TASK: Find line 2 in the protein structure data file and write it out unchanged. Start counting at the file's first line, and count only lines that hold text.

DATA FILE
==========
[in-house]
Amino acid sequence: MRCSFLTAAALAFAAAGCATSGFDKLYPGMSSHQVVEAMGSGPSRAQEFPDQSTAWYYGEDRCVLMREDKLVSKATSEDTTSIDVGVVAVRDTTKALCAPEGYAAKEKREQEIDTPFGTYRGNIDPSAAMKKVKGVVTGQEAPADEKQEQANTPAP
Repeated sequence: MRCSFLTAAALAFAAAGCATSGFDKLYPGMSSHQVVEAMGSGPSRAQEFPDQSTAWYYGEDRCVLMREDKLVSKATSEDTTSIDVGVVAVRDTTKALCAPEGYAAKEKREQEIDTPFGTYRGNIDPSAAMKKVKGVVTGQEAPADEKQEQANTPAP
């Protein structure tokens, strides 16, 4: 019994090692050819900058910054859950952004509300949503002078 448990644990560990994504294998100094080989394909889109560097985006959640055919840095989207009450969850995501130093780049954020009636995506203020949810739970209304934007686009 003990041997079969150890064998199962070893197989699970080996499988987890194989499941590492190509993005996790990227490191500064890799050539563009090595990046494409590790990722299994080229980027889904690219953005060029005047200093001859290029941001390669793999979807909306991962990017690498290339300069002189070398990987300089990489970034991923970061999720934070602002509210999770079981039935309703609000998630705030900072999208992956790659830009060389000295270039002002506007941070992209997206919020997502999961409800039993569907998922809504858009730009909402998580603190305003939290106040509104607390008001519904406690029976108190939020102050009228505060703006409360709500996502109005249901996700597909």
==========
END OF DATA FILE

Amino acid sequence: MRCSFLTAAALAFAAAGCATSGFDKLYPGMSSHQVVEAMGSGPSRAQEFPDQSTAWYYGEDRCVLMREDKLVSKATSEDTTSIDVGVVAVRDTTKALCAPEGYAAKEKREQEIDTPFGTYRGNIDPSAAMKKVKGVVTGQEAPADEKQEQANTPAP